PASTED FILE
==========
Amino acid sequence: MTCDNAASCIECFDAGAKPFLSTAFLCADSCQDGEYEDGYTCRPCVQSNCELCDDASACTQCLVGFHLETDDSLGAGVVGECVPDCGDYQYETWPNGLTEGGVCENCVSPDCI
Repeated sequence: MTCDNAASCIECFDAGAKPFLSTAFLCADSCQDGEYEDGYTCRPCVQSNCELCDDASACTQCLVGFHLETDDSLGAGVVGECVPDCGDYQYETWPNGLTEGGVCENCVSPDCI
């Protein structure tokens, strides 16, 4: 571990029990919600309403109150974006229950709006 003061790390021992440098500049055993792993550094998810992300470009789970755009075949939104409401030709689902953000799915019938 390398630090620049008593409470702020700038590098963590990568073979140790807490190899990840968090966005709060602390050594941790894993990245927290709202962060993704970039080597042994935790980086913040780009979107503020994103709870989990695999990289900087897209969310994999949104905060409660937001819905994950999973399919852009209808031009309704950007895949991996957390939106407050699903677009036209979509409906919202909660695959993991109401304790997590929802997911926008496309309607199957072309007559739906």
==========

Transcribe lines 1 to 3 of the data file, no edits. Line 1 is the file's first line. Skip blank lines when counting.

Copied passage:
Amino acid sequence: MTCDNAASCIECFDAGAKPFLSTAFLCADSCQDGEYEDGYTCRPCVQSNCELCDDASACTQCLVGFHLETDDSLGAGVVGECVPDCGDYQYETWPNGLTEGGVCENCVSPDCI
Repeated sequence: MTCDNAASCIECFDAGAKPFLSTAFLCADSCQDGEYEDGYTCRPCVQSNCELCDDASACTQCLVGFHLETDDSLGAGVVGECVPDCGDYQYETWPNGLTEGGVCENCVSPDCI
């Protein structure tokens, strides 16, 4: 571990029990919600309403109150974006229950709006 003061790390021992440098500049055993792993550094998810992300470009789970755009075949939104409401030709689902953000799915019938 390398630090620049008593409470702020700038590098963590990568073979140790807490190899990840968090966005709060602390050594941790894993990245927290709202962060993704970039080597042994935790980086913040780009979107503020994103709870989990695999990289900087897209969310994999949104905060409660937001819905994950999973399919852009209808031009309704950007895949991996957390939106407050699903677009036209979509409906919202909660695959993991109401304790997590929802997911926008496309309607199957072309007559739906």